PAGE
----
The discussion here was on SecPAL - the Microsoft Research "Security Policy Assertion Language."  It's basically a query language that allows you to easily write queries to determine if a user is authorized to do something.  Using a common language and infrastructure, you can fairly easily implement things like delegation in a system.  There are even visualizers and things to help you determine how authorization decisions were made - very cool.

I won't lie - some of this got a little above my head.  There's a lot here and I can see some great applications for it in our online banking application, but the concrete notion of exactly how I'd go about implementing it and what it means is something I'm going to have to noodle on for a while and maybe do a couple of test projects.

Moving Beyond Industrial Software - Harry Pierson

Pierson's idea is that we need to stop thinking about software in a "factory" sense - cranking out applications - and start thinking about software in a different sense.  Put the user in control.  Stop trying to directly address ever-changing business needs and enable business people to address their own needs.  Think outside the box.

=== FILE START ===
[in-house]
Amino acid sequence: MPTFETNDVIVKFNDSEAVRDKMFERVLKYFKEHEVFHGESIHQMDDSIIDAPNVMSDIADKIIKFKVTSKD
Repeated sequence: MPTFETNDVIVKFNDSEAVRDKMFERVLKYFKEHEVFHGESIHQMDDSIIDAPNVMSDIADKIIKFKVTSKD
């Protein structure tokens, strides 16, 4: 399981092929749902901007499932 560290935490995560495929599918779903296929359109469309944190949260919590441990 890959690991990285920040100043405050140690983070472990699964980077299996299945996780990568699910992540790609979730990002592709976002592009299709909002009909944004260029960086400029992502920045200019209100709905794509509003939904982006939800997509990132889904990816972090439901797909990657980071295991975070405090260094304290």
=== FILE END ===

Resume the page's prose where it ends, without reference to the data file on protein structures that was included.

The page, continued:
The canonical example offered here was SharePoint - it's not really an application so much as an infrastructure.  Users create their own spaces for their own needs in SharePoint and it's not something that needs interaction from IT or the application developers.  It puts the users in control.

This is another one I'm going to have to think about.  This sounds like it applies more to IT development than it does with "off-the-shelf" style product development.  How we, as product developers, think outside the box and how we can change for the better is something to consider.

Guitar Hero 3